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What You Don't Get About Trans Fat, and a Little Peanut Butter History

What people don’t get about trans fat is that many of the products that have been villainized due to trans fat content, such as regular peanut butter, have always contained less than one gram of trans fat per serving. Some of them, in fact, may have always contained less than 0.5 grams of trans fatty-acids per serving.

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Grass Fed Versus Grain Fed Beef: Fatty Acid Profiles, Antioxidant Content and Taste

Growing consumer interest in grass-fed beef products has raised a number of questions with regard to the perceived differences in nutritional quality between grass-fed and grain-fed cattle. Research spanning three decades suggests that grass-based diets can significantly improve the fatty acid (FA) composition and antioxidant content of beef, albeit with variable impacts on overall palatability.

Grass-based diets have been shown to enhance total conjugated linoleic acid (CLA) (C18:2) isomers, trans vaccenic acid (TVA) (C18:1 t11), a precursor to CLA, and omega-3 (n-3) FAs on a g/g fat basis. While the overall concentration of total saturated fatty acids (SFA) is not different between feeding regimens, grass-finished beef tends toward a higher proportion of cholesterol neutral stearic FA (C18:0), and less cholesterol-elevating SFAs such as myristic (C14:0) and palmitic (C16:0) fatty acids. Several studies suggest that grass-based diets elevate precursors for Vitamin A and E, as well as cancer fighting antioxidants such as glutathione (GT) and superoxide dismutase (SOD) activity as compared to grain-fed contemporaries. Fat conscious consumers will also prefer the overall lower fat content of a grass-fed beef product. However, consumers should be aware that the differences in FA content will also give grass-fed beef a distinct grass flavor and unique cooking qualities that should be considered when making the transition from grain-fed beef. In addition, the fat from grass-finished beef may have a yellowish appearance from the elevated carotenoid content (precursor to Vitamin A). It is also noted that grain-fed beef consumers may achieve similar intakes of both n-3 and CLA through the consumption of higher fat grain-fed portions.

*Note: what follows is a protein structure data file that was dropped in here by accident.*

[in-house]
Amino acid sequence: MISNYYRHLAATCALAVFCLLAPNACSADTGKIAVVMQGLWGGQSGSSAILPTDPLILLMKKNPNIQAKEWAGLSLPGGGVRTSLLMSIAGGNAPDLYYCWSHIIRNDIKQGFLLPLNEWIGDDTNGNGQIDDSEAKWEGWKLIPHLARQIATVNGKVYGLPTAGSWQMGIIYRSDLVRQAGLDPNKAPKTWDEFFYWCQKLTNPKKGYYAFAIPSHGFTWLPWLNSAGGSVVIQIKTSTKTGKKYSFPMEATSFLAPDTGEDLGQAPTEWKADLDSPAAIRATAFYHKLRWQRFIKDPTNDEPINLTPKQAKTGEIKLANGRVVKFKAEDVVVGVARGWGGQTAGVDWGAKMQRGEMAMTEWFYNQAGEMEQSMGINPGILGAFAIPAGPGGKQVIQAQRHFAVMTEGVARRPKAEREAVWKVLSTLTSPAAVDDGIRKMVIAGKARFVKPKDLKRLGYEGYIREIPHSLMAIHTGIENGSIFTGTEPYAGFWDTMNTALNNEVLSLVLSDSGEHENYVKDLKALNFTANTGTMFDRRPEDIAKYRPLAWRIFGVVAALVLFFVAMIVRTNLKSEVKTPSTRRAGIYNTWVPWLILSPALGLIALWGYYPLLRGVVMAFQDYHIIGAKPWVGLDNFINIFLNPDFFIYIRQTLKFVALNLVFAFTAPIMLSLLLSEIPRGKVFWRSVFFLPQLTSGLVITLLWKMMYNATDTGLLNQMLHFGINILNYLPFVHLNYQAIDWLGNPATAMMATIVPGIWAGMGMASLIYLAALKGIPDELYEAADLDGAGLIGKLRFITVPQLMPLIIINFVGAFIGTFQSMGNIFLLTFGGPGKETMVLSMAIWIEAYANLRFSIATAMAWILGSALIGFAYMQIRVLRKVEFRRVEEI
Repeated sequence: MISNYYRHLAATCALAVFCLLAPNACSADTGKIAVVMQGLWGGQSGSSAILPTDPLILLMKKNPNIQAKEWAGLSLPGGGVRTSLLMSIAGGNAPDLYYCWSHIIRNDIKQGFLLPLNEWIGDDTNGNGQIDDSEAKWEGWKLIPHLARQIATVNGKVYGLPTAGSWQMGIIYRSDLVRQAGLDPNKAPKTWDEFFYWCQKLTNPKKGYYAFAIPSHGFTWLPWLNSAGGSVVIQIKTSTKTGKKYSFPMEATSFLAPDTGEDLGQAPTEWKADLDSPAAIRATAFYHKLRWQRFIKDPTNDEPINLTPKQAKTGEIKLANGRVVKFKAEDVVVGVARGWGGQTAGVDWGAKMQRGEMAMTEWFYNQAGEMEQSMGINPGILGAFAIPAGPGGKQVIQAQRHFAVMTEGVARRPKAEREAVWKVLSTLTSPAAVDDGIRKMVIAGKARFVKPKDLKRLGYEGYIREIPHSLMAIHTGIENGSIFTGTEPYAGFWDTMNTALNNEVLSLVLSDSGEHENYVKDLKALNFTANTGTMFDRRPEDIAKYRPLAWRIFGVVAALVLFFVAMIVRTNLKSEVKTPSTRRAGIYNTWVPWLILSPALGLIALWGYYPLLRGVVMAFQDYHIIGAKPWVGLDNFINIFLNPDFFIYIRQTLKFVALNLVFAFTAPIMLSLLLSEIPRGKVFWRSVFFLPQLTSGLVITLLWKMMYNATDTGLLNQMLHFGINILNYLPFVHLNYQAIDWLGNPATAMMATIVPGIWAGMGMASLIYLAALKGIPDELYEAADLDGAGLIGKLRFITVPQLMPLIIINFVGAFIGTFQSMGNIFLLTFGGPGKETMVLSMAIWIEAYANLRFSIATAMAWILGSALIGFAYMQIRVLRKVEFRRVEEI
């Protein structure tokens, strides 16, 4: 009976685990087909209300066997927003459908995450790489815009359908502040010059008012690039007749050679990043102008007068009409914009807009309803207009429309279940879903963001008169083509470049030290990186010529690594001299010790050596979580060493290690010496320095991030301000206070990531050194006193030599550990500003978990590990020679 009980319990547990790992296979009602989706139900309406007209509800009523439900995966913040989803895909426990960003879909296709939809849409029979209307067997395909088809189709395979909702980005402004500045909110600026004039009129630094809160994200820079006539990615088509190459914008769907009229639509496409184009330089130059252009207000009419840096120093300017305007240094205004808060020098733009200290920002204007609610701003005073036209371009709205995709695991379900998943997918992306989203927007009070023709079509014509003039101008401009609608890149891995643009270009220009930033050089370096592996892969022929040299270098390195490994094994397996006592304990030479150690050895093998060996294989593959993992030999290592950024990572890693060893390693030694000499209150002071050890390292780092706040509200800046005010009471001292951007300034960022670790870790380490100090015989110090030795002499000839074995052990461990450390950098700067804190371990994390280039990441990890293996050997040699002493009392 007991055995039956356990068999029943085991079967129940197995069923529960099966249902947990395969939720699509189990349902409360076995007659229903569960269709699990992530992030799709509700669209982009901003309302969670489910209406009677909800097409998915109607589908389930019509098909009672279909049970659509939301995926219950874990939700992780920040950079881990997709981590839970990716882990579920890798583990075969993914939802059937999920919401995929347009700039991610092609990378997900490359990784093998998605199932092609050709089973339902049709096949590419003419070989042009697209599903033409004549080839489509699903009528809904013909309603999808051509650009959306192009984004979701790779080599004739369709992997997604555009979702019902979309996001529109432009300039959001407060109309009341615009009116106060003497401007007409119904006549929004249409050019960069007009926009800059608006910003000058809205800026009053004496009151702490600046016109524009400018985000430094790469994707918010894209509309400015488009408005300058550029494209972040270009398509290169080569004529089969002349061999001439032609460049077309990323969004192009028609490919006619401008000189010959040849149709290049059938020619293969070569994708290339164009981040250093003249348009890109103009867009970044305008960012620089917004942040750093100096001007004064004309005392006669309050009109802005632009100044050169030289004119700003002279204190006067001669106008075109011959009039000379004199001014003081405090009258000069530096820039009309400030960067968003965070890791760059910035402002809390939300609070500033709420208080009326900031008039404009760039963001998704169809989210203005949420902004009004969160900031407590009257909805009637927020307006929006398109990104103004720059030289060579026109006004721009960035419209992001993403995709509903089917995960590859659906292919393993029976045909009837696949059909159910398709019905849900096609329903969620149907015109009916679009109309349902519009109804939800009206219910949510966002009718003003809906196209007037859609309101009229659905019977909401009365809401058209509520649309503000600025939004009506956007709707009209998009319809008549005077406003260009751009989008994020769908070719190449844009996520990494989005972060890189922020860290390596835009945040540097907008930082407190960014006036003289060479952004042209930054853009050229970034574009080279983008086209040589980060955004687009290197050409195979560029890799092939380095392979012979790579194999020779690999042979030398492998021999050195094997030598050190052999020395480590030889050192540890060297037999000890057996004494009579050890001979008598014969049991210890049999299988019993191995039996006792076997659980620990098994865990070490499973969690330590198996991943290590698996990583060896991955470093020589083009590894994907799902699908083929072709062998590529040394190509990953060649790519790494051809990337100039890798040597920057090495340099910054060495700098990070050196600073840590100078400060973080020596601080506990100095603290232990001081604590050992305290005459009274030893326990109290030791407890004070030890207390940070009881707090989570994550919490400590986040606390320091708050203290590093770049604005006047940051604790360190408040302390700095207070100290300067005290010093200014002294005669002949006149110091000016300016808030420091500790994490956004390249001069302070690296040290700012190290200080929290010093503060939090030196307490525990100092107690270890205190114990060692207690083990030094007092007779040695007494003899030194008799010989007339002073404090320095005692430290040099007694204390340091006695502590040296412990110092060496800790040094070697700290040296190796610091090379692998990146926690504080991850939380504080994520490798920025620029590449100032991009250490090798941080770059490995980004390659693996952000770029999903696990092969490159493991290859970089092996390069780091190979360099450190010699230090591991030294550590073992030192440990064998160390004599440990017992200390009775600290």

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Vitamin B12 In Health And Disease

Vitamin B12 is essential for DNA synthesis and for cellular energy production. This review aims to outline the metabolism of vitamin B12, and to evaluate the causes and consequences of sub-clinical vitamin B12 deficiency. Vitamin B12 deficiency is common, mainly due to limited dietary intake of animal foods or malabsorption of the vitamin. Vegetarians are at risk of vitamin B12 deficiency as are other groups with low intakes of animal foods or those with restrictive dietary patterns. Malabsorption of vitamin B12 is most commonly seen in the elderly, secondary to gastric achlorhydria. The symptoms of sub-clinical deficiency are subtle and often not recognized. The long-term consequences of sub-clinical deficiency are not fully known but may include adverse effects on pregnancy outcomes, vascular, cognitive, bone and eye health.

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Vitamin B6: Functions, Complexities, and History

In recent years vitamin B6 has become a focus of research describing the compound’s critical function in cellular metabolism and stress response. For many years the sole function of vitamin B6 was considered to be that of an enzymatic cofactor. However, recently it became clear that it is also a potent antioxidant that effectively quenches reactive oxygen species and is thus of high importance for cellular well-being. In view of the recent findings, the current review takes a look back and summarizes the discovery of vitamin B6 and the elucidation of its structure and biosynthetic pathways. It provides a detailed overview on vitamin B6 both as a cofactor and a protective compound. Besides these general characteristics of the vitamin, the review also outlines the current literature on vitamin B6 derivatives and elaborates on recent findings that provide new insights into transport and catabolism of the compound and on its impact on human health.